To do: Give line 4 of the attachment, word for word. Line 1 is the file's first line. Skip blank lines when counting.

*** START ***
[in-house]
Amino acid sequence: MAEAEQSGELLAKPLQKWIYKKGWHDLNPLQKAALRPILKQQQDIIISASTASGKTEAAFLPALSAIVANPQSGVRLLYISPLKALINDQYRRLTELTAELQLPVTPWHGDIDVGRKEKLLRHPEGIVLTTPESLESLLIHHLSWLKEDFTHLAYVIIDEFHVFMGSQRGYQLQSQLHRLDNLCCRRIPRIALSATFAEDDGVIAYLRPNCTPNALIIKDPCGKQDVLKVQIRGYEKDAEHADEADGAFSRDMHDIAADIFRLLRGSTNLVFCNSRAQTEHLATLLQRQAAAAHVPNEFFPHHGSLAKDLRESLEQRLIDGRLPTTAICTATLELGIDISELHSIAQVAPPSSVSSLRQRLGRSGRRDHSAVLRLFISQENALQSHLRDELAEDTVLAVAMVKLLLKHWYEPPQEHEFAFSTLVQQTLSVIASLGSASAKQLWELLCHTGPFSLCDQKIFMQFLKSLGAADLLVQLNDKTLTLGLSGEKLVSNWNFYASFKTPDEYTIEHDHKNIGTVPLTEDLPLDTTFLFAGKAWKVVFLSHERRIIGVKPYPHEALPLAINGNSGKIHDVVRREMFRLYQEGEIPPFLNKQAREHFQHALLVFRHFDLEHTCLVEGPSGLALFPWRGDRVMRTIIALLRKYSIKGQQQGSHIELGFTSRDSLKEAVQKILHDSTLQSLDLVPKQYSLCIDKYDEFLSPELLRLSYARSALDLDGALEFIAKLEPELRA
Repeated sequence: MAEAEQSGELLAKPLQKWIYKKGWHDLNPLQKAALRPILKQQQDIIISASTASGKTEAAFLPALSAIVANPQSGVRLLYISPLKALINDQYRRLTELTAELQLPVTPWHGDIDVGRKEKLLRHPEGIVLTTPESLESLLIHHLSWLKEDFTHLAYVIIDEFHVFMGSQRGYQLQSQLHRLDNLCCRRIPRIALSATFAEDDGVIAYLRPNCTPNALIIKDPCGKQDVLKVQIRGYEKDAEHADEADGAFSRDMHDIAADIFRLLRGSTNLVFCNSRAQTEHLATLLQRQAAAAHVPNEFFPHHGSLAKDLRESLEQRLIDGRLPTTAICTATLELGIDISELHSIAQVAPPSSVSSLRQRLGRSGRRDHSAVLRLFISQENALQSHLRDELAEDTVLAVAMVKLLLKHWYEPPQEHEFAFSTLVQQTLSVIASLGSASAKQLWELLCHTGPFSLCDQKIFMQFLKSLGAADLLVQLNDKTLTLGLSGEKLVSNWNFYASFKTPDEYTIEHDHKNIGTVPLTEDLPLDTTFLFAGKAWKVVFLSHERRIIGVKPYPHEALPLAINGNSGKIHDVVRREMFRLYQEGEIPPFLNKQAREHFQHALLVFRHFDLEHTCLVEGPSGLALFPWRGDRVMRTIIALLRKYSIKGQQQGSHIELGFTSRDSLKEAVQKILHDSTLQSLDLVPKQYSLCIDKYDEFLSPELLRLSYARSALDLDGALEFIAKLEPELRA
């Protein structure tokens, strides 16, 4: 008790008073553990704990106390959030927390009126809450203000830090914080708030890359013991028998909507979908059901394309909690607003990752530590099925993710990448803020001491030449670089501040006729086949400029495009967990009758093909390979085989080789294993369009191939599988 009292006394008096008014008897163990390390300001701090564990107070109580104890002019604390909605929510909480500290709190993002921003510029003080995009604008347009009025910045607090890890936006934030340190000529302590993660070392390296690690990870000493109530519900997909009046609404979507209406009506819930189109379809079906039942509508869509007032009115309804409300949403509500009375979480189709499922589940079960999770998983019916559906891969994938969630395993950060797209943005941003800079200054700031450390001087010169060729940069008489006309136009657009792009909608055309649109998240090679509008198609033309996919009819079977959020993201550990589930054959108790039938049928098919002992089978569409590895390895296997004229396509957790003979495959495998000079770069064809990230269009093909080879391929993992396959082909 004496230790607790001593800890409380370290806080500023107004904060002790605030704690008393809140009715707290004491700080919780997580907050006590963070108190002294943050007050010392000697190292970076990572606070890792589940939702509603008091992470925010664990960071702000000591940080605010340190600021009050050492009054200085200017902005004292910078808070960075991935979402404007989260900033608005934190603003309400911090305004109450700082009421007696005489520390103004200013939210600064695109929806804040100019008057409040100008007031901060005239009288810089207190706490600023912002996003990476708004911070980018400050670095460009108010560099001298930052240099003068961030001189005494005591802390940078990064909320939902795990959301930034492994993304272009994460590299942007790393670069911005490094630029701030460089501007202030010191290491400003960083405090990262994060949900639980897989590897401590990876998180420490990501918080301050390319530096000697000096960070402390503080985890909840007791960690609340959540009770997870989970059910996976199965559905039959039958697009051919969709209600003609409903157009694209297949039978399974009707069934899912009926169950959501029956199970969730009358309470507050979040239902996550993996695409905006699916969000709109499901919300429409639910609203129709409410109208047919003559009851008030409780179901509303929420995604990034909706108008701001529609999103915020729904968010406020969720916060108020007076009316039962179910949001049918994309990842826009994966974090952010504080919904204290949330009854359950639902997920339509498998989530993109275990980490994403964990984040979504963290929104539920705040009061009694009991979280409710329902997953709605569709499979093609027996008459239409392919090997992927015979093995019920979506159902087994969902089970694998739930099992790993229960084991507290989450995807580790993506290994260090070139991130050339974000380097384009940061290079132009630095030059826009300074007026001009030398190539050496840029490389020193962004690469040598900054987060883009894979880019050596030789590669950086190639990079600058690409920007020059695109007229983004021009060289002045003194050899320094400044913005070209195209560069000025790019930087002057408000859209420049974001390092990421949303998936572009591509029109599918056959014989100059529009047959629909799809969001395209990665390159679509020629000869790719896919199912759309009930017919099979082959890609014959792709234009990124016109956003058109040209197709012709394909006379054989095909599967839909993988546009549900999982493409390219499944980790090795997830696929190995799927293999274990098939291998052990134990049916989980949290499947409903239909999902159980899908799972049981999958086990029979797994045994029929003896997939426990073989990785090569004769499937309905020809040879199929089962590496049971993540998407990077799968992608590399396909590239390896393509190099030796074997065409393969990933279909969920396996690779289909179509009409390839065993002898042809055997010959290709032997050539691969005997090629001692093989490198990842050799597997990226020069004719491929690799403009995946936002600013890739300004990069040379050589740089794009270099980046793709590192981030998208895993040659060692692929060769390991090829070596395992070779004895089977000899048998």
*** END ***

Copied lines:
């Protein structure tokens, strides 16, 4: 008790008073553990704990106390959030927390009126809450203000830090914080708030890359013991028998909507979908059901394309909690607003990752530590099925993710990448803020001491030449670089501040006729086949400029495009967990009758093909390979085989080789294993369009191939599988 009292006394008096008014008897163990390390300001701090564990107070109580104890002019604390909605929510909480500290709190993002921003510029003080995009604008347009009025910045607090890890936006934030340190000529302590993660070392390296690690990870000493109530519900997909009046609404979507209406009506819930189109379809079906039942509508869509007032009115309804409300949403509500009375979480189709499922589940079960999770998983019916559906891969994938969630395993950060797209943005941003800079200054700031450390001087010169060729940069008489006309136009657009792009909608055309649109998240090679509008198609033309996919009819079977959020993201550990589930054959108790039938049928098919002992089978569409590895390895296997004229396509957790003979495959495998000079770069064809990230269009093909080879391929993992396959082909 004496230790607790001593800890409380370290806080500023107004904060002790605030704690008393809140009715707290004491700080919780997580907050006590963070108190002294943050007050010392000697190292970076990572606070890792589940939702509603008091992470925010664990960071702000000591940080605010340190600021009050050492009054200085200017902005004292910078808070960075991935979402404007989260900033608005934190603003309400911090305004109450700082009421007696005489520390103004200013939210600064695109929806804040100019008057409040100008007031901060005239009288810089207190706490600023912002996003990476708004911070980018400050670095460009108010560099001298930052240099003068961030001189005494005591802390940078990064909320939902795990959301930034492994993304272009994460590299942007790393670069911005490094630029701030460089501007202030010191290491400003960083405090990262994060949900639980897989590897401590990876998180420490990501918080301050390319530096000697000096960070402390503080985890909840007791960690609340959540009770997870989970059910996976199965559905039959039958697009051919969709209600003609409903157009694209297949039978399974009707069934899912009926169950959501029956199970969730009358309470507050979040239902996550993996695409905006699916969000709109499901919300429409639910609203129709409410109208047919003559009851008030409780179901509303929420995604990034909706108008701001529609999103915020729904968010406020969720916060108020007076009316039962179910949001049918994309990842826009994966974090952010504080919904204290949330009854359950639902997920339509498998989530993109275990980490994403964990984040979504963290929104539920705040009061009694009991979280409710329902997953709605569709499979093609027996008459239409392919090997992927015979093995019920979506159902087994969902089970694998739930099992790993229960084991507290989450995807580790993506290994260090070139991130050339974000380097384009940061290079132009630095030059826009300074007026001009030398190539050496840029490389020193962004690469040598900054987060883009894979880019050596030789590669950086190639990079600058690409920007020059695109007229983004021009060289002045003194050899320094400044913005070209195209560069000025790019930087002057408000859209420049974001390092990421949303998936572009591509029109599918056959014989100059529009047959629909799809969001395209990665390159679509020629000869790719896919199912759309009930017919099979082959890609014959792709234009990124016109956003058109040209197709012709394909006379054989095909599967839909993988546009549900999982493409390219499944980790090795997830696929190995799927293999274990098939291998052990134990049916989980949290499947409903239909999902159980899908799972049981999958086990029979797994045994029929003896997939426990073989990785090569004769499937309905020809040879199929089962590496049971993540998407990077799968992608590399396909590239390896393509190099030796074997065409393969990933279909969920396996690779289909179509009409390839065993002898042809055997010959290709032997050539691969005997090629001692093989490198990842050799597997990226020069004719491929690799403009995946936002600013890739300004990069040379050589740089794009270099980046793709590192981030998208895993040659060692692929060769390991090829070596395992070779004895089977000899048998």